My grandmother was supposed to die in February, but she hung on until March. Her soul idled stubbornly in a liminal realm, delaying entrance to the hereafter. In those last weeks of her life, she resembled something of a suffering animal, who wants only to disappear into a secluded corner of the woods, where she can take her last breaths in peace.
It was a bright late-winter morning when I got the phone call from my mom. An urgency in her voice that told me I should cancel work and get over to the nursing home. Grandma had been talking funny, unusual for a 93-year-old whose lifelong disposition had hovered between stern and stone-cold, with no room for nonsense or impiety. She had muttered some morbid foretelling at breakfast, triggering my mother to dial all the immediate family and a priest.
My family’s matriarch had been deteriorating for many months, her vitality sapped by illness and age, muscles shrunken with atrophy, her skin paled.
On that morning, we descendants huddled around Grandma’s bed, while she, seemingly unaware of our presence, shuddered with pain, and braced her fragile body against what was coming for her. We stood in our little circle anticipating the end, but her episode was anti-climactic.
For the remainder of that morning I sat at Grandma’s bedside, her soft-skinned knobby-knuckled hand gripping mine with the strength of a much healthier person. She was hanging on desperately to the physical world. In the following weeks my dumbfounded relatives and I would watch helplessly as Grandma lingered between this life and the next.
By chance, it was an ill-fated doe who would shed light on the issue of a soul’s passage to death.
* * * *
I gazed out at the darkening suburban scenery as my husband drove us home from Sunday night dinner with the in-laws. Our route took us over Interstate 55, past a well-to-do gated subdivision, and through a semi-forested area split by the four lanes of a 40 mph speed zone. My sleepy stare was drawn abruptly to the curbside ahead of us, as my eyes fastened to another’s. The glare of our headlights beamed back at us—yellow, steady, scared. A deer sat stock-still in the road, poised and prim with legs neatly folded. An unlikely pose for roadkill waiting to happen.
We pulled over.
Approaching the doe cautiously, we could see no obvious injury. If anything, she was stunned; perhaps she’d been grazed by a car and just needed a nudge onto the nearby strip of grassy sidewalk buffer to let her shake off the shock.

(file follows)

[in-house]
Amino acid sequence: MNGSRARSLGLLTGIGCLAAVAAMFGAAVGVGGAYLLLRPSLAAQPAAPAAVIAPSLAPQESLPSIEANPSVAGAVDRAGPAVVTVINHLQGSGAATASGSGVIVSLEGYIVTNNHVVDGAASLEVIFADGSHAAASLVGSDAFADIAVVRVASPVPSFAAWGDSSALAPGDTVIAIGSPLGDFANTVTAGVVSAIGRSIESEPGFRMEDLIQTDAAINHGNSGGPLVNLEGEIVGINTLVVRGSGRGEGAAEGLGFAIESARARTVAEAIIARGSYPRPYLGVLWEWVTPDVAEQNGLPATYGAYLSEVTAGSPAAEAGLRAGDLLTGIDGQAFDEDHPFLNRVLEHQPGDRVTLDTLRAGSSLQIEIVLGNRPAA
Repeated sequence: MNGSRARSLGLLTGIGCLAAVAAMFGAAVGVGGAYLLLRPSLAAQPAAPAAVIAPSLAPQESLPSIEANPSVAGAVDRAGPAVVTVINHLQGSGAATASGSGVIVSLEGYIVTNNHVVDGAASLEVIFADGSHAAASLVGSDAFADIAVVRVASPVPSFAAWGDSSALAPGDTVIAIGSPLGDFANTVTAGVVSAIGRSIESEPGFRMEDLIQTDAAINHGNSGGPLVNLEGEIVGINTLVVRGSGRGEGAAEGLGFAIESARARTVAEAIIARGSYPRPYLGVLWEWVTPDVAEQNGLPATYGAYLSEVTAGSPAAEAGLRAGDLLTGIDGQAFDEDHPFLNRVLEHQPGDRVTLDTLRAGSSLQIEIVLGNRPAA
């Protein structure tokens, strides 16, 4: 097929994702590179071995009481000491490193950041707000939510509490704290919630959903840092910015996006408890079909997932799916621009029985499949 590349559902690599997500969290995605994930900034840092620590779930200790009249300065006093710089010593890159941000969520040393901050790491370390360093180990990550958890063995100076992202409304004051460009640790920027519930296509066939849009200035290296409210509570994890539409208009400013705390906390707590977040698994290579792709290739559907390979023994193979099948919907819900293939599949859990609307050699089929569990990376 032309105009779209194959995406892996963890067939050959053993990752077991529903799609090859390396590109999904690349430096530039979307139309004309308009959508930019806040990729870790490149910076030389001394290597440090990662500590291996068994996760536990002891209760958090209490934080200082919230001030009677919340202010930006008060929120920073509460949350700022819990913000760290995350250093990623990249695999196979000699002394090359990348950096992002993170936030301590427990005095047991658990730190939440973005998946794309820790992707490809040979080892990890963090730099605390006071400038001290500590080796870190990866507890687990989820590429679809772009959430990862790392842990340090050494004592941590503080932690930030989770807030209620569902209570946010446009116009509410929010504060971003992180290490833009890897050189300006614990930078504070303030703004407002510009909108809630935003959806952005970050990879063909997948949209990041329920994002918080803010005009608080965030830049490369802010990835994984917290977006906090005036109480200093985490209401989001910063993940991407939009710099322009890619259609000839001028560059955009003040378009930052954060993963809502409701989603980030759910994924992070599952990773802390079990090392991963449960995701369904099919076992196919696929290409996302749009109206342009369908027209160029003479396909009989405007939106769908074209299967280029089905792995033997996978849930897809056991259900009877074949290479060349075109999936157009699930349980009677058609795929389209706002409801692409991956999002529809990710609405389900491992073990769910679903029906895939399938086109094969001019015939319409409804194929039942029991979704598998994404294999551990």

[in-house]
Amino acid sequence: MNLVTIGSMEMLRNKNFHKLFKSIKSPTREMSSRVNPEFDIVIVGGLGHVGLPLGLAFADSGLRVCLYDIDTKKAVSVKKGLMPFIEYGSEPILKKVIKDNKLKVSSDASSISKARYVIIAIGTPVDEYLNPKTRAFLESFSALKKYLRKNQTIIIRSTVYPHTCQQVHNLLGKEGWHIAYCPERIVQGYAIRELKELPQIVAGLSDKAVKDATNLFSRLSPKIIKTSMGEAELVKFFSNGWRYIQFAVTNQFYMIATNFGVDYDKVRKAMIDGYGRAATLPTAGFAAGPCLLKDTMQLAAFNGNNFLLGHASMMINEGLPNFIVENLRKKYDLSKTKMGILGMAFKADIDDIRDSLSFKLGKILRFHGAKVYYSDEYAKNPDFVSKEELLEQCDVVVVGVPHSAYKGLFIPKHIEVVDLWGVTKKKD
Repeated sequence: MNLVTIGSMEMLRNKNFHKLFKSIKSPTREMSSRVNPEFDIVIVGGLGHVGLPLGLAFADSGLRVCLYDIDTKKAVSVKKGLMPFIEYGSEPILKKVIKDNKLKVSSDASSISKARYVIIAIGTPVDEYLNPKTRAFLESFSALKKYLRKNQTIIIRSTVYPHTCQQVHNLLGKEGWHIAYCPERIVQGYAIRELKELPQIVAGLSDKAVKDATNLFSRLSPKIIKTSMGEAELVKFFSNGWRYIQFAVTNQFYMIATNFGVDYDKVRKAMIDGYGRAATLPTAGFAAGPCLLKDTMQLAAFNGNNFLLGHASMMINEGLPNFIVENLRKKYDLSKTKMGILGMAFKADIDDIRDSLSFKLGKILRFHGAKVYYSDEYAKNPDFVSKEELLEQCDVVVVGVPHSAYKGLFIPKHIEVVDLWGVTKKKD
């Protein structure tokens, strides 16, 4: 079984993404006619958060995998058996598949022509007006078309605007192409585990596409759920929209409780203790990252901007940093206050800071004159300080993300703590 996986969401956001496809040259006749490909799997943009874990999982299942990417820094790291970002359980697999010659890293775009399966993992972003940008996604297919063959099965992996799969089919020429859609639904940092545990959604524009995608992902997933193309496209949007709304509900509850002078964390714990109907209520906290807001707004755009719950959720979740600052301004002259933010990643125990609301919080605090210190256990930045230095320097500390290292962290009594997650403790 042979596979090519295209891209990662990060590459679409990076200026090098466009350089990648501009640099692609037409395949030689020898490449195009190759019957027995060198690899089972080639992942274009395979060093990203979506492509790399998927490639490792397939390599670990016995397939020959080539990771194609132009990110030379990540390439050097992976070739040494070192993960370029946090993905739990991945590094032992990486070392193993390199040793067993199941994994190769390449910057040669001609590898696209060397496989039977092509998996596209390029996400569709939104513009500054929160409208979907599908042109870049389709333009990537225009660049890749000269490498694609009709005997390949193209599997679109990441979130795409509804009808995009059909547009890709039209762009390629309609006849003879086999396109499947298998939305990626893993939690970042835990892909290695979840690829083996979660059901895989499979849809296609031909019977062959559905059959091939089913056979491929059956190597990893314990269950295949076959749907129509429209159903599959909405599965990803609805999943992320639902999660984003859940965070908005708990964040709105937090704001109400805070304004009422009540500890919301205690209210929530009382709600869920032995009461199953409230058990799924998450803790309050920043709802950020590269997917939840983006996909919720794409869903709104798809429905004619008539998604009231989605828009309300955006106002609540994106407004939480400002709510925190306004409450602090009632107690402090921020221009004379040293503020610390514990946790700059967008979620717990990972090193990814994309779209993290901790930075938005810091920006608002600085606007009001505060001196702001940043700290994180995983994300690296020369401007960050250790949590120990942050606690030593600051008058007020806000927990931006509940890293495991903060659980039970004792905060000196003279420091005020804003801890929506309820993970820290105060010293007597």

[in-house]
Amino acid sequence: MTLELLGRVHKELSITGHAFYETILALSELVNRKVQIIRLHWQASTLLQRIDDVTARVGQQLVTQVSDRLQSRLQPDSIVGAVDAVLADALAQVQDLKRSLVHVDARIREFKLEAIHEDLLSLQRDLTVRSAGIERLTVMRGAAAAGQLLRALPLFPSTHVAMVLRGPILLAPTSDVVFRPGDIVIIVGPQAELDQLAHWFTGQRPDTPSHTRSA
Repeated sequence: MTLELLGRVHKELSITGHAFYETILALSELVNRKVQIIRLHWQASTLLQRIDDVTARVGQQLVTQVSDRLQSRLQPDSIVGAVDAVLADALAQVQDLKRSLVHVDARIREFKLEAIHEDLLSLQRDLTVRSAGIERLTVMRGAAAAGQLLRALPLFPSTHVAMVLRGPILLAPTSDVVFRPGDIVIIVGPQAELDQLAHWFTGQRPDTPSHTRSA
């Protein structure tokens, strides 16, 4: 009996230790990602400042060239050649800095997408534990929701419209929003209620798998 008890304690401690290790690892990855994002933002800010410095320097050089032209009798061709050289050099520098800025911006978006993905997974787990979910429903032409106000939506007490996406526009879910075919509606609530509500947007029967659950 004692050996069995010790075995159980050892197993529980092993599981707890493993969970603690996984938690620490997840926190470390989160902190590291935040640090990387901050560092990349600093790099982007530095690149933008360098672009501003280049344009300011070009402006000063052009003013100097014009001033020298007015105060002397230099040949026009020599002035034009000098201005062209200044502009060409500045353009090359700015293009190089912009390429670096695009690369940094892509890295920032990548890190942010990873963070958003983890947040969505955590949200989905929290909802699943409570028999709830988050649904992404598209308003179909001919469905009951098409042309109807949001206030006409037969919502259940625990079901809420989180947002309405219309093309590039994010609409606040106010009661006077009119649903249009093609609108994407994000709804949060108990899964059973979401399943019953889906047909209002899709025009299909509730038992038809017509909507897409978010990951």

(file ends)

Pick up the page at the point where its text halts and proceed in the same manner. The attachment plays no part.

Amateur rescuers, we moved in on the deer, thinking we could politely escort her to safety. But she was not about to fall victim twice in one night, and she made to escape. Her upper body lurched, hooves scraping the asphalt, and her forelegs scrambled in a clumsy rendition of Bambi’s first ice-capade. Despite her strongest effort, her lower half remained anchored to the ground. My heart sank with understanding. She was paraplegic.
A crippling hit-and-run, leaving this unfortunate creature at the mercy of every other distracted driver on the road this evening. Meanwhile, the deer’s spinal cord sputtered an invisible fireworks display of fizzling dendrites and spent synaptic sparks. She was unable to retreat to some private clearing in the woods—let alone drag herself away from traffic—where she could lay down her head in final rest. If only we could help her onto the sidewalk buffer, where at least there was the familiarity of grass and a small inviting oak.
Assertively this time, we closed in on the injured doe from either side. Her slender head bobbed involuntarily like a Parkinson’s-riddled geriatric; overwhelmed with fear, shutting down with shock. Not sure anymore if this was the right thing to do, but determined to save her from further vehicular harm, we worked with the speed and professionalism of paramedics. I crouched low to the curb, secured her torso in my arms, and hugged her firmly to my chest. My husband squatted opposite of me, preparing to deadlift her paralyzed haunches. She didn’t resist this time, but surrendered to her fate.
We had all the best intentions in moving her from the asphalt to the grass, because she was on her way out of this world, and the street is no place to die. The lawn near the road where we lay her down was not particularly private or tranquil, but it was plush and out of the way, with no chance of her being hit again. Here, she could lower her lids over those high beams and make her transition more peacefully. Kneeling over the expiring animal, I rested my palms on her side to make deliberate contact and offered my apologetic consolation: “It’s okay. You can die now.”
And she did.
* * * *
From the asphalt to the grass.
My grandmother had been lying on the asphalt for three weeks now. She needed to move to a softer, familiar place, but was too weak to pull herself there. Coming to this realization, my family swiftly transported her. Her lame little body was lifted onto a stretcher, and rolled out of that hard, sour-smelling place for good.
We brought Grandma home and put her in the spare bedroom, a cozy corner of the house with peach-colored walls warmly lit by afternoon sunlight. Once she was settled in, I leaned over her bedside, and tried in a low voice, “Grandma?” But her eyes were half shut and unfocused, her lips quivered soundlessly, incomprehensibly. I found her hand in the blankets and tried to hold it, but she gently writhed at my touch. I recognized a fading animal who is seeking her solitude deep in the woods.
So I said with my soul,
Grandma. It’s okay. You can die now.